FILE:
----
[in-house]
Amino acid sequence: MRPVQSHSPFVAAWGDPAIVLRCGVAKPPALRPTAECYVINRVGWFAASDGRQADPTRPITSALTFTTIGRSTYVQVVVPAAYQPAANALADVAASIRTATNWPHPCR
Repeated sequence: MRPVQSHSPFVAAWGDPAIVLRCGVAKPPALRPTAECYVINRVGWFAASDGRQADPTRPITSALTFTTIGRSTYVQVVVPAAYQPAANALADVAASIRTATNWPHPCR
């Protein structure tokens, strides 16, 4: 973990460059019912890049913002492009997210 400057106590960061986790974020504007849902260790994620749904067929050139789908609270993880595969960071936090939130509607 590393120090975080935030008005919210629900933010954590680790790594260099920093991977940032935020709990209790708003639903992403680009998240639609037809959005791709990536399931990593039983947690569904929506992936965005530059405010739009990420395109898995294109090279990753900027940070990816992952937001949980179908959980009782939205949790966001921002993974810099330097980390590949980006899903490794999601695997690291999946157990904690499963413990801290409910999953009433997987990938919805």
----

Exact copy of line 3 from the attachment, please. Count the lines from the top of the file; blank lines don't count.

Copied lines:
Repeated sequence: MRPVQSHSPFVAAWGDPAIVLRCGVAKPPALRPTAECYVINRVGWFAASDGRQADPTRPITSALTFTTIGRSTYVQVVVPAAYQPAANALADVAASIRTATNWPHPCR